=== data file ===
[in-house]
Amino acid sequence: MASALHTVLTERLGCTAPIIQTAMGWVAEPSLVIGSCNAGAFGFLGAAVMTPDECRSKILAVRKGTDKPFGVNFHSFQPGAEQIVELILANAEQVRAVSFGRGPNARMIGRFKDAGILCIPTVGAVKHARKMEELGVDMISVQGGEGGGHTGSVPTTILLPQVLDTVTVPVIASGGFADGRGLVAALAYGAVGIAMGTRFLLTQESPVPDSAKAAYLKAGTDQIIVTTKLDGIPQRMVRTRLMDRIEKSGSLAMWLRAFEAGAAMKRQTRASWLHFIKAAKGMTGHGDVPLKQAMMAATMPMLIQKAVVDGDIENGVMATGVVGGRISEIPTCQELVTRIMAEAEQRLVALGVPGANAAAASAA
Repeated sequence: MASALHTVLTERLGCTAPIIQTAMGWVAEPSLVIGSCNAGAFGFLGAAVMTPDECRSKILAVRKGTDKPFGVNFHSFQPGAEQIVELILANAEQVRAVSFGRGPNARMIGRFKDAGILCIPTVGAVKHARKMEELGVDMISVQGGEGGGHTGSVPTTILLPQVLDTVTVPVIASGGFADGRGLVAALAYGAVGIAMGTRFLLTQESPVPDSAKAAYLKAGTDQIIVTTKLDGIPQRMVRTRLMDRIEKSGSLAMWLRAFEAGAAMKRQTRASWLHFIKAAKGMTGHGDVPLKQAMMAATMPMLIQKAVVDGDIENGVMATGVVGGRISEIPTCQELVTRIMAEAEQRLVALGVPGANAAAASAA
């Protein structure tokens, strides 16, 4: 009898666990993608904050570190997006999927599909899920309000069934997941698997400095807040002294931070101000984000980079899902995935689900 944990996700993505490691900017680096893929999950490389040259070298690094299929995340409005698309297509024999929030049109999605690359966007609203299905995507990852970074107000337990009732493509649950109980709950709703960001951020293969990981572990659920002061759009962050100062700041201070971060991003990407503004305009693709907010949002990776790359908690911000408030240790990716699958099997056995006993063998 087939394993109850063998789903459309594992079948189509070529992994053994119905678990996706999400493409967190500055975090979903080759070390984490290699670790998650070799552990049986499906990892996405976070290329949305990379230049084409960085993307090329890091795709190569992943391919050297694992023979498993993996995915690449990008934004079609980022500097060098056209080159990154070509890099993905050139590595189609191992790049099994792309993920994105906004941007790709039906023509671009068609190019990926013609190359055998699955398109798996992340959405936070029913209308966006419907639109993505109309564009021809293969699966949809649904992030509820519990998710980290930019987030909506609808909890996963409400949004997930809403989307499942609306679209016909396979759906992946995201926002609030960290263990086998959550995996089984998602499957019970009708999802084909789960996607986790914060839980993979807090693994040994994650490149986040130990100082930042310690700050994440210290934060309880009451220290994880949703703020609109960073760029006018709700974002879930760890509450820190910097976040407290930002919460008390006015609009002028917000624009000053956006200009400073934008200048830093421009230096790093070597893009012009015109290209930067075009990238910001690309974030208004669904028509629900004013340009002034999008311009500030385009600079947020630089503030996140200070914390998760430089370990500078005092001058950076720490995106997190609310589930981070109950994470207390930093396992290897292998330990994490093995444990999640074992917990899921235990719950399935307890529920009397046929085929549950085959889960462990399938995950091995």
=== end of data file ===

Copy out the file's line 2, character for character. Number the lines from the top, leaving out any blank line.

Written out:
Amino acid sequence: MASALHTVLTERLGCTAPIIQTAMGWVAEPSLVIGSCNAGAFGFLGAAVMTPDECRSKILAVRKGTDKPFGVNFHSFQPGAEQIVELILANAEQVRAVSFGRGPNARMIGRFKDAGILCIPTVGAVKHARKMEELGVDMISVQGGEGGGHTGSVPTTILLPQVLDTVTVPVIASGGFADGRGLVAALAYGAVGIAMGTRFLLTQESPVPDSAKAAYLKAGTDQIIVTTKLDGIPQRMVRTRLMDRIEKSGSLAMWLRAFEAGAAMKRQTRASWLHFIKAAKGMTGHGDVPLKQAMMAATMPMLIQKAVVDGDIENGVMATGVVGGRISEIPTCQELVTRIMAEAEQRLVALGVPGANAAAASAA